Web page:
Thinking about a legal singularity

Law follows life, and our world is changing at an unprecedented pace. Small wonder, then, that it seems blue-eyed to think that the framework of rules balancing interests in such a changing environment will not have to change at equal speed. Think of the time it takes deliberative democracy to hold a meaningful public debate among citizens in an open society - most of whom are not at all familiar with the realities of innovation. So, perhaps for the first time in history, law will need to be revamped to anticipate and pre-empt the potential subject matters likely to require future regulation. Visionary legislation – a contradiction in terms?

Precedents exist, albeit hardly encouraging ones.

America’s legislative response to 9/11, known as the USA Patriot Act, was signed into law by President Bush on October 26, 2001 – all of 45 days after the event. This massive piece of legislation fundamentally affected not just constitutional rights as we knew them but also amended a dozen federal statutes, all in the name of clear and present danger. Headlines make for notoriously bad law, but it is difficult to believe that much of this statute was not drafted considerably prior to the actual emergency that enabled its passage through Congress with barely any debate or opposition. I use this example not as part of some conspiracy that mushroomed by the dozens around this tragic but, in theory and concept, entirely foreseeable event. It is part of something even bigger, an entire legislative and regulatory approach to complexity under conditions of rapid change for which our systems of governance are alarmingly ill prepared.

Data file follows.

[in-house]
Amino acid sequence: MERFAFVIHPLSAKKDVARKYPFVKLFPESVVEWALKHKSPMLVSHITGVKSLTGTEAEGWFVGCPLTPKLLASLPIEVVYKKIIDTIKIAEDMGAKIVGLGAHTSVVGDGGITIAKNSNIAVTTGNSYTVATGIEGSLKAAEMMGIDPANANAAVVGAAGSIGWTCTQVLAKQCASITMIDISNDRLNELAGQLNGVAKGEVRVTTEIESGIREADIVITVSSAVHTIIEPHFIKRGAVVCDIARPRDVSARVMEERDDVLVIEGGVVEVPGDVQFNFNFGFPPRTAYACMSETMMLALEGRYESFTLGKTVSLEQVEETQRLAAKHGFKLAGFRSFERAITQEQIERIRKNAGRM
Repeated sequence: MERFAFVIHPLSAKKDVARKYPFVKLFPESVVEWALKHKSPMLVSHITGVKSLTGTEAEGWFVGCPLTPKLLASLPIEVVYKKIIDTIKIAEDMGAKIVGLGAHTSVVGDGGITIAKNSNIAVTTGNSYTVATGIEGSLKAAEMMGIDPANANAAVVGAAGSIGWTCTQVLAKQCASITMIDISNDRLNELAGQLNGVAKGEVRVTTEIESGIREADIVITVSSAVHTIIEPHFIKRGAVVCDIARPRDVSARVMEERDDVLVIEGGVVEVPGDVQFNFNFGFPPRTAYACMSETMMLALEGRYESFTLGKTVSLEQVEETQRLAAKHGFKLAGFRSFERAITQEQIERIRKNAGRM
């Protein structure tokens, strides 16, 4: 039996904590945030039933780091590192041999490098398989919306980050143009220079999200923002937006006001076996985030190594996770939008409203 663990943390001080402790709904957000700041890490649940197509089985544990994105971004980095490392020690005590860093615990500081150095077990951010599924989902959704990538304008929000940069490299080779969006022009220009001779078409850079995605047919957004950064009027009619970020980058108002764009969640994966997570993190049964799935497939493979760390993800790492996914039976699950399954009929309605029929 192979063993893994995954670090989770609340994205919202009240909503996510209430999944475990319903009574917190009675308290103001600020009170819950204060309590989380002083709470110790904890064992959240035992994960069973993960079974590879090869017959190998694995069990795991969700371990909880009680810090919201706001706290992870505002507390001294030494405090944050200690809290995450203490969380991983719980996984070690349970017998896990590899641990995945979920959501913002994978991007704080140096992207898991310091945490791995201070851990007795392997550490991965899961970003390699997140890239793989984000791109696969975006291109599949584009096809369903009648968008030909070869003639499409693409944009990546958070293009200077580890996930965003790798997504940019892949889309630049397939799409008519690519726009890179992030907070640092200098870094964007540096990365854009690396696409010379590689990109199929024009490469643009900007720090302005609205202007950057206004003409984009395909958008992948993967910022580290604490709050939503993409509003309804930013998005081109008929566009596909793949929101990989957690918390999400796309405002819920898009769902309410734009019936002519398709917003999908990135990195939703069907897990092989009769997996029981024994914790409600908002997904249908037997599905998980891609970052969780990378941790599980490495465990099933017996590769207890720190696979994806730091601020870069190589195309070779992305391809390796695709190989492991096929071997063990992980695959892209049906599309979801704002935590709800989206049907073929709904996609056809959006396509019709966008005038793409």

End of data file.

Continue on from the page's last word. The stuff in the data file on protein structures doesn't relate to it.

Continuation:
Terrorism has been a serious problem to political leaders at least since the days of the French Revolution and throughout the 19th century, but has existed even in the age of Sulla’s proscriptions and probably long before. It is a weapon of asymmetric, unconventional warfare, a form of leverage by blackmail, targeting irrational and disproportionate fears in prosperous and stable societies. But lessons from those ample antecedents unsurprisingly did not find meaningful reflection in the Patriot Act beyond attempts to band-aid certain symptoms.

Substantively adequate anticipation of issues and responses seems perhaps the paramount challenge to the rule of law. Legislatures are easy to blame for failure to grasp unprecedented events or developments, be they traumata like 9/11 or the much farther-reaching revolutions in gathering and processing data, in biomedical research, in robotics and artificial intelligence, in novel instruments of speech or self-expression. Dispassionate analysis of 9/11 invariably leads to the conclusion that the U.S. government did have sufficient data to predict the attack but it did not have analytic capabilities to manage, connect and interpret its aggregation of Big Data. The resulting expansion of NSA data gathering has only yielded quantitative gains without a quantum leap in qualitative analytic and synthetic capabilities, and that deficiency persists to date. As a result, conflicts between constitutionally protected interests and with strategic international relationships have abounded, but no significant conceptual solution has appeared.